Saltwater mosquitoes active along the coast, still waiting on freshwater variety
Sterile male mosquitoes link to slowing down population Fort Myers News-Press
It's that time again: time to give a little blood back to nature.
Ravenous swarms of saltwater mosquitoes are blanketing parts of coastal Southwest Florida just as the freshwater species are starting their season.
"People are definitely feeling it," said Eric Jackson, with the Lee County Mosquito Control District, which spends about $8 million a year fighting mosquitoes. "We anticipate more mosquitoes in late May or early June as the high tides come in, but what’s different this year is we had such a severe drought. Then we had the tides and heavy rains all at once, so that’s led to massive amounts of mosquitoes emerging from the salt marshes."
Jackson said this year has been as bad as just about any he's seen in the past decade.
The district has been treating for eggs daily and flying airplanes and spray trucks at night for about three weeks.
"It’s always busy, but it’s been an exceptional year as far as the number of mosquitoes," he said. "It’s been this bad before but people have called me and said they haven’t seen this since they moved here five years ago. And they haven't."
Salt marsh mosquitoes flood the coast at the beginning of each summer.
They're strong fliers, able to travel up to 60 miles on the winds, and seem to be more aggressive, considered all-day biters, than their freshwater cousins.
The saltwater variety begin to slow down in numbers as the rainy season continues, mostly because the marshes themselves get flooded by daily rains.
"As this rain continues, the salt marshes are going to flood and they’ll stay flooded, and then you actually have less problems with saltwater mosquitoes," Jackson said. "They have to lay eggs on dry ground."
Collier Mosquito Control District is seeing the spike as well.
“We have seen an 80% increase in complaint calls and in the number of field technician visit requests in just two weeks,” Executive Director Patrick Linn said. “When our surveillance data indicates widespread mosquito populations, we plan treatments to target those mosquitoes and provide some relief to residents.”
As of Monday, the district reported it has flown 13 aerial treatments for adult mosquitoes, focusing treatments on where surveillance data indicated their populations were greatest: northern coastal areas, areas near Rookery Bay, and along the East Naples/Henderson Creek corridor.
Inland mosquitoes are starting to make their presence known too.
“As our rainy season progresses, we typically see a shift in mosquito populations as they appear in abundance to more inland areas,” Linn said. “By mid-July, the heavy rains contribute to the area’s rising water table and an increase in standing water. That deluge results in fewer Salt Marsh mosquitoes, but also higher numbers of freshwater mosquitoes.”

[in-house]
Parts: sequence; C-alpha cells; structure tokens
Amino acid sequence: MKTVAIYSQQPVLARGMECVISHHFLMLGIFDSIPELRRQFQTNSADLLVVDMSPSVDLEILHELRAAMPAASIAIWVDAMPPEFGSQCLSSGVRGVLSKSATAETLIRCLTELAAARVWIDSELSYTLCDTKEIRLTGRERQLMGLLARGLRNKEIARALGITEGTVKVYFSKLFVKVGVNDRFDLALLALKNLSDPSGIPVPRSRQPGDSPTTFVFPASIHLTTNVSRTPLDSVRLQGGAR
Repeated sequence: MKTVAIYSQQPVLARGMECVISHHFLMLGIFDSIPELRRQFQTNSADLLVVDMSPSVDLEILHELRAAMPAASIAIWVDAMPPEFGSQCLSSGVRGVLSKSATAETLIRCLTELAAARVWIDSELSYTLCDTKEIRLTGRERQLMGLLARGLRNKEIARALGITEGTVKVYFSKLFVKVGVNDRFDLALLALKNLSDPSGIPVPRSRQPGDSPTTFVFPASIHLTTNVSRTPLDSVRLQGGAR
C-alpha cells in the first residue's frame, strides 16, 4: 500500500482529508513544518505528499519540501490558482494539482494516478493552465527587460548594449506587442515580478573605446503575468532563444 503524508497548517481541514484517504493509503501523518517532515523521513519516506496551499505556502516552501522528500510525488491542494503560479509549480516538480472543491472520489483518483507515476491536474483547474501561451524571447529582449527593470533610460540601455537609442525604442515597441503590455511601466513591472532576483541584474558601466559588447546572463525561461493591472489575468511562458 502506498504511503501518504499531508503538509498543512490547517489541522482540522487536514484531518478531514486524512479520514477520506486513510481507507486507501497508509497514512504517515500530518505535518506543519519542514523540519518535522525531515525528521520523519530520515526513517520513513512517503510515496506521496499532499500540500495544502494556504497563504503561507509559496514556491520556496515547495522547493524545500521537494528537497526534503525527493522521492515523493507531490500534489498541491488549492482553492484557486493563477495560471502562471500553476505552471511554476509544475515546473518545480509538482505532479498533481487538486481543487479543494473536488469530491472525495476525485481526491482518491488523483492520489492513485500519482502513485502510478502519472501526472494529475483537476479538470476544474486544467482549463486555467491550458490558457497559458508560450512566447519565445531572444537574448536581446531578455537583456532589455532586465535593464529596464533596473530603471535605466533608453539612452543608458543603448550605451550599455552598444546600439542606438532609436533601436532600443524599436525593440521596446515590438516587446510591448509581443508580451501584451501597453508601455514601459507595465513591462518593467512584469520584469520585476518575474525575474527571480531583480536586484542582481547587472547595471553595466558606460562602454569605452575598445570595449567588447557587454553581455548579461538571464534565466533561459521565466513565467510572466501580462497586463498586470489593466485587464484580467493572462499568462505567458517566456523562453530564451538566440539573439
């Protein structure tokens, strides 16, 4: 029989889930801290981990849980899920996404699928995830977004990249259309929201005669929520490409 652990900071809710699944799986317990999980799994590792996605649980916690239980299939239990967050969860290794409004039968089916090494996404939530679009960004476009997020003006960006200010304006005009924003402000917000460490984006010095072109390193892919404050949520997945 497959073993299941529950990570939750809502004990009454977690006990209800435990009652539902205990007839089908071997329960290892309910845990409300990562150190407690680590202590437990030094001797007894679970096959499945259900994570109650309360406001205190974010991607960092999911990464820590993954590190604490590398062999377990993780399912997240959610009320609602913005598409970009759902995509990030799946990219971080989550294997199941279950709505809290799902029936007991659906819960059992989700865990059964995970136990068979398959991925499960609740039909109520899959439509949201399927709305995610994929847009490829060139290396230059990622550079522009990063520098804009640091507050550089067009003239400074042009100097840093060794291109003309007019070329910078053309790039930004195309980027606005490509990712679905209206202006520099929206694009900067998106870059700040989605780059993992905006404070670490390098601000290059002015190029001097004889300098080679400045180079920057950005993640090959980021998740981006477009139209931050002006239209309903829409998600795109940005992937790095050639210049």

Although the brunt of the freshwater breeding season is still to come, people in the LaBelle area, along eastern stretches of the Caloosahatchee River, are feeling the sting.
"They’re coming on here as well," said Gene McAvoy, with the University of Florida's agriculture extension. "We had quite a bit of rain last week, and it usually takes about five days for them to come out. I was just outside (Monday) at 4:30 and they were chewing on me pretty good."
McAvoy said rural areas like LaBelle and Hendry County often see more of the pests because they don't have mosquito control districts to treat for eggs and spray adults.
"It’s pretty typical when you start getting rain and standing water," McAvoy said. "In the rural areas we don’t have routine spray trucks or planes."
Freshwater species in developed areas are of particular concern because they can transmit diseases like West Nile Virus, St. Louis encephalitis and Dengue fever.
West Nile has been one of the more common viruses to appear in Florida in recent years.
The Florida Department of Health reported the third and fourth cases of West Nile virus this year on June 11.
Health officials said the infections were in Miami-Dade County, and the state has issued a mosquito-borne illness alert there.
"Most people infected with West Nile virus do not feel sick," reads a Florida Department of Health report about mosquito-borne viruses. "About one in five people who are infected develop a fever and other symptoms such as headache, pain, and fatigue. People with mild illness typically recover within about a week with symptomatic treatment."
Less than 1% of those inflicted with West Nile develop serious conditions, even death.
The state health department issued 26 mosquito-borne illness alerts in 2019 in various counties, according to DOH records.
Collier district officials say the public can help reduce mosquito populations by emptying anything than can hold standing water around their property because that’s where mosquitoes lay eggs. It only takes mosquito eggs about five days to hatch so water should be drained weekly. If residents must be outdoors, avoid the mosquitoes’ peak hours from sunrise to sunset, wear protective clothing, and use mosquito repellent, such as DEET, as recommended by the Environmental Protection Agency.
Connect with this reporter: @ChadGillisNP on Twitter.